former Soviet Union countries), 40 in China, and 20 in India.
About 25% of these deaths are due to occupational accidents,
and about 70% are due to air pollution-related eects
Figure 2. Cumulative net deaths prevented assuming nuclear power replaces fossil fuels. (a) Results for the historical period in this study (1971
2009), showing mean values (labeled) and ranges for the baseline historical scenario. Results for (b) the high-end and (c) low-end projections of
nuclear power production by the UN IAEA
6
for the period 20102050. Error bars reect the ranges for the fossil fuel mortality factors listed in
Table 1. The larger columns in panels b and c reect the all coal case and are labeled with their mean values, while the smaller columns reect the all
gas case; values for the latter are not shown because they are all simply a factor of 10 lower (reecting the order-of-magnitude dierence between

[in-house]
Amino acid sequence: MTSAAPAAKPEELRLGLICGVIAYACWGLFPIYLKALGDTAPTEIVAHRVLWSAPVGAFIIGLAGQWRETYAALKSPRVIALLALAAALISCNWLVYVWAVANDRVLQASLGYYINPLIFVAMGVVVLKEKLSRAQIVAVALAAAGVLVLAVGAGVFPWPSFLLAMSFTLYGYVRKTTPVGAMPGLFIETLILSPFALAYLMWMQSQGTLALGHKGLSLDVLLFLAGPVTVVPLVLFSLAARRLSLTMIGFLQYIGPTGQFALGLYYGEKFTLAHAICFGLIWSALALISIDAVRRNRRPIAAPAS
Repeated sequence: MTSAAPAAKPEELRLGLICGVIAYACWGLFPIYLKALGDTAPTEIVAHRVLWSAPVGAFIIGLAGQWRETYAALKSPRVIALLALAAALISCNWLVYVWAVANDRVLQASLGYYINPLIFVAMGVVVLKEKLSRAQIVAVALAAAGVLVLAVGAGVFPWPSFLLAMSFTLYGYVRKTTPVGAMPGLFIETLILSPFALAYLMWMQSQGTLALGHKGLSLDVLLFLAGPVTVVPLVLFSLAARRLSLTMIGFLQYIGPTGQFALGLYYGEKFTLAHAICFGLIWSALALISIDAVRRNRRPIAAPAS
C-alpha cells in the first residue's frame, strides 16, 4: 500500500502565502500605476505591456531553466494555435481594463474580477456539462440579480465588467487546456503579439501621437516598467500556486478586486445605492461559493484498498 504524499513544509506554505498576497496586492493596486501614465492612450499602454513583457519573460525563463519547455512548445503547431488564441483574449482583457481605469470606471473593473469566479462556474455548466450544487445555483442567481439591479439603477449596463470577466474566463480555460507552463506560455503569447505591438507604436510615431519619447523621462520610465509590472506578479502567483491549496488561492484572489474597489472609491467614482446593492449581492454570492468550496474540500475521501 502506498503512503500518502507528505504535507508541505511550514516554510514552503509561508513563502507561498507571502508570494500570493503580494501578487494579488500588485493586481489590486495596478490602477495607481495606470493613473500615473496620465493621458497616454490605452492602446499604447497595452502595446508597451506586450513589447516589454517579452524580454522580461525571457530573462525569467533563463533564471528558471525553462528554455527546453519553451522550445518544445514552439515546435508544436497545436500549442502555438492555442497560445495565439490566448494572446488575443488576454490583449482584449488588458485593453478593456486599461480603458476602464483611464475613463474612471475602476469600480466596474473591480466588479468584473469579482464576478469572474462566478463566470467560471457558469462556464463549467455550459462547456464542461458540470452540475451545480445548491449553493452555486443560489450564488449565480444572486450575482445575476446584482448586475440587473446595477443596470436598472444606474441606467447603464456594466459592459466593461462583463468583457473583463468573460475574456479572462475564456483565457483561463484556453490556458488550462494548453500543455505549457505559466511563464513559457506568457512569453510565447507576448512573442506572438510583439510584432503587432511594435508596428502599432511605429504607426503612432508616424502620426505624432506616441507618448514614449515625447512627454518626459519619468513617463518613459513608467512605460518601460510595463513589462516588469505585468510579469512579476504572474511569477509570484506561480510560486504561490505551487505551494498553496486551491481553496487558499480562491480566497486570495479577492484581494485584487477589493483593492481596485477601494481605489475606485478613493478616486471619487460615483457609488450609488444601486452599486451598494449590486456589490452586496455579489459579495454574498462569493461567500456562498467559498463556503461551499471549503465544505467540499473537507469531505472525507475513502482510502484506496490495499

the mortality factors for coal and gas shown in Table 1). Countries/regions are arranged in descending order of CO
2
emissions in recent years.
FSU15 = 15 countries of the former Soviet Union, and OECD = Organization for Economic Cooperation and Development.
Environmental Science & Technology Article
dx.doi.org/10.1021/es3051197 | Environ. Sci. Technol. 2013, 47, 488948954891
(presumably fatal cancers from radiation fallout; see Table 2 of
ref 16).
However, empirical evidence indicates that the April 1986
Chernobyl accident was the worlds only source of fatalities
from nuclear power plant radiation fallout. According to the
latest assessment by the United Nations Scientic Committee
on the Eects of Atomic Radiation (UNSCEAR),
17
43 deaths
are conclusively attributable to radiation from Chernobyl as of
2006 (28 were plant sta/rst responders and 15 were from the
6000 diagnosed cases of thyroid cancer). UNSCEAR
17
also
states that reports of an increase in leukemia among recovery
workers who received higher doses are inconclusive, although
cataract development was clinically signicant in that group;